Slavery at Belmont Mansion
While slavery is often associated with large plantations, the institution permeated Southern culture. Adelicia's Belmont was not a plantation, but still relied on a large number of enslaved workers to maintain the estate.
A variety of factors have made researching the lives of Belmont's enslaved residents difficult. Beginning in 1889, the basement of Belmont, which served as the main workspace for many enslaved persons, was significantly remodeled with no care given to historic preservation. By the following year, in 1890, all slave quarters on the estate had been destroyed, leaving no physical presence for interpretation. Very little historic data, including census records, include last names of those who were enslaved, making it nearly impossible to locate descendents through geneaology records.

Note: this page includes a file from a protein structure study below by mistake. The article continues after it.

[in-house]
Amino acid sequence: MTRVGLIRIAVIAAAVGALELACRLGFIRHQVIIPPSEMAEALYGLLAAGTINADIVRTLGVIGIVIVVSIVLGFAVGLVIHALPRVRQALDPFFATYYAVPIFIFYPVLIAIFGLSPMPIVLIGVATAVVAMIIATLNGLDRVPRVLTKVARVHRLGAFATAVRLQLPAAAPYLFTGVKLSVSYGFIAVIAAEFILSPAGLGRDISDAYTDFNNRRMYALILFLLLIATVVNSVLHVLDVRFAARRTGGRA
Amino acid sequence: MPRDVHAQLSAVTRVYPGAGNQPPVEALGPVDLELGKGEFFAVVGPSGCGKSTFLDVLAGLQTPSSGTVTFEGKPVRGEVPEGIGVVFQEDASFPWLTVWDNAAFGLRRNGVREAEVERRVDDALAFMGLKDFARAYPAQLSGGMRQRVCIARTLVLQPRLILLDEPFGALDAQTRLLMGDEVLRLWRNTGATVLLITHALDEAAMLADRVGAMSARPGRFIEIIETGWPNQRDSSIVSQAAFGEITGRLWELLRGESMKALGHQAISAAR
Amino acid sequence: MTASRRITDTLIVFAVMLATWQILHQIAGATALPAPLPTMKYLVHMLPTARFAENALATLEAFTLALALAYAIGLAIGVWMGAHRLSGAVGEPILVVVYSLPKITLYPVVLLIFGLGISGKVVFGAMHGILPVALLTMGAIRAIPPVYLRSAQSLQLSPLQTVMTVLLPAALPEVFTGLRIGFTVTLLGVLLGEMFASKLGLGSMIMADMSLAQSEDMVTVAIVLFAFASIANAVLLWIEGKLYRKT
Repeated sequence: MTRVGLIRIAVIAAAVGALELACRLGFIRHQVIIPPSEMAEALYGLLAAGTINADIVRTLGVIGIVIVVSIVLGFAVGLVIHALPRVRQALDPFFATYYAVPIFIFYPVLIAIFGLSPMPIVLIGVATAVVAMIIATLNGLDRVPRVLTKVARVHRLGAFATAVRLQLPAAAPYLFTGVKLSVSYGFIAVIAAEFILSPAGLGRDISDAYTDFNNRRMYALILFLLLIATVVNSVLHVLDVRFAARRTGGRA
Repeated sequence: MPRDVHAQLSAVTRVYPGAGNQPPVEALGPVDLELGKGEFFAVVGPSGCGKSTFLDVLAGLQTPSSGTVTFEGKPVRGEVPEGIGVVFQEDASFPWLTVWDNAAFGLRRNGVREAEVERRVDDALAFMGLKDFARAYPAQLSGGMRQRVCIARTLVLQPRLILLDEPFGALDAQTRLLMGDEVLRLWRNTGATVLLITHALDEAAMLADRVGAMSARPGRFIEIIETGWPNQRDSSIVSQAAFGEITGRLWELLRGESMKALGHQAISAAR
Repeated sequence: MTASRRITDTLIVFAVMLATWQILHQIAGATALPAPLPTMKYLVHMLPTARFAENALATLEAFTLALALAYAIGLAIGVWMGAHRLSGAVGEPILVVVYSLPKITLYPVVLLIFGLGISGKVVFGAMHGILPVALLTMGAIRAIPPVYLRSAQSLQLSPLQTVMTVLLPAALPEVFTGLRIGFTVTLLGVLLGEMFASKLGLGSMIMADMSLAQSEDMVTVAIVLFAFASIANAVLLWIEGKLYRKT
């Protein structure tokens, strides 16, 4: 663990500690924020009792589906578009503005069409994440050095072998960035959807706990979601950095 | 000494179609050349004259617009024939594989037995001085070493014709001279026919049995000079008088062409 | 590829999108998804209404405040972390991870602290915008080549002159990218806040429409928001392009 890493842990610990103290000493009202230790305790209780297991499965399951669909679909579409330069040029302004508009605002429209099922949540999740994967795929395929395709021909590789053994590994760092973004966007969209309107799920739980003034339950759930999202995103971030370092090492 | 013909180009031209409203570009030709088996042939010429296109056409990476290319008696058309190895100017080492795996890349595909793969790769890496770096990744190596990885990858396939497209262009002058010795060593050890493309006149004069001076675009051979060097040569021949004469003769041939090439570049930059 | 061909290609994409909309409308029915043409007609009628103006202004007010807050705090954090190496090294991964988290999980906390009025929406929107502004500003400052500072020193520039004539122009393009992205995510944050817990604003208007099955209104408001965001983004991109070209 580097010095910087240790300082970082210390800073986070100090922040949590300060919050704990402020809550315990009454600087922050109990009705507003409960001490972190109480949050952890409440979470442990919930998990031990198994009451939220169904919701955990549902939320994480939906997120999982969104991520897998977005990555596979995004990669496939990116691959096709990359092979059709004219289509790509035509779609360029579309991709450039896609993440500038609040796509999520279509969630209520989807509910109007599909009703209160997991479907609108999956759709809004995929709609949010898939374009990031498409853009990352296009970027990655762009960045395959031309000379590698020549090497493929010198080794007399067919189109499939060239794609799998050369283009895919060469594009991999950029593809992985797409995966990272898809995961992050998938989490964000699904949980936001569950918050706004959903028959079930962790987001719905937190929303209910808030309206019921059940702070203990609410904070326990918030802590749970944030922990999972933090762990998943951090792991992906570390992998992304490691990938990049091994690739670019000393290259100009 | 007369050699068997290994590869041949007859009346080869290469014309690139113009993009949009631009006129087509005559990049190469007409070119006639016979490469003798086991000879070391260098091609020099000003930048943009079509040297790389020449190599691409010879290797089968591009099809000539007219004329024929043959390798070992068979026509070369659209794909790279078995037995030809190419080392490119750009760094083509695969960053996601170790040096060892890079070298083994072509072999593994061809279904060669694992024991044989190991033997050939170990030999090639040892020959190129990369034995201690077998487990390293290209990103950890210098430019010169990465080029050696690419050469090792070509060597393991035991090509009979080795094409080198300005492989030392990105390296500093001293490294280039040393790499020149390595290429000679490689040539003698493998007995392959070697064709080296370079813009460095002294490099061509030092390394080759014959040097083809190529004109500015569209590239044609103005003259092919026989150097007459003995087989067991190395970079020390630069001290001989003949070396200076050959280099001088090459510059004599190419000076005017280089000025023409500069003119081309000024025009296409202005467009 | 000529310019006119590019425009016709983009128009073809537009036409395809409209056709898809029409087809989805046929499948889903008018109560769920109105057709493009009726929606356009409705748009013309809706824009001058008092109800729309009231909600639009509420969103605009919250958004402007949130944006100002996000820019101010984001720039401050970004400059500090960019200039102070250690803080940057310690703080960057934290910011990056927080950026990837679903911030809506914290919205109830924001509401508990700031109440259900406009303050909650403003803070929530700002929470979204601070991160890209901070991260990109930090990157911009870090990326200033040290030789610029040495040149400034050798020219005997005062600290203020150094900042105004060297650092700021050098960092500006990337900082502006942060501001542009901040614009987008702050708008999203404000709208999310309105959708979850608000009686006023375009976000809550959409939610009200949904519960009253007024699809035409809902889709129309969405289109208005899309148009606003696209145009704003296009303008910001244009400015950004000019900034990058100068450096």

Despite these challenges, we continue to research as we strive to tell the stories of all who lived at Belmont.
Montvale, the farm at Belmont, was destroyed in 1864. Records of the property's destruction includes information related to the number of slave dwellings on the property.
At Belmont, several extended families lived in slavery over the course of several generations. These families included the Baker and Snowden families, among others.
We have located just two first-hand accounts of slavery at Belmont. One account is from young William Acklin, a enslaved worker, and the other from a visitor to the estate.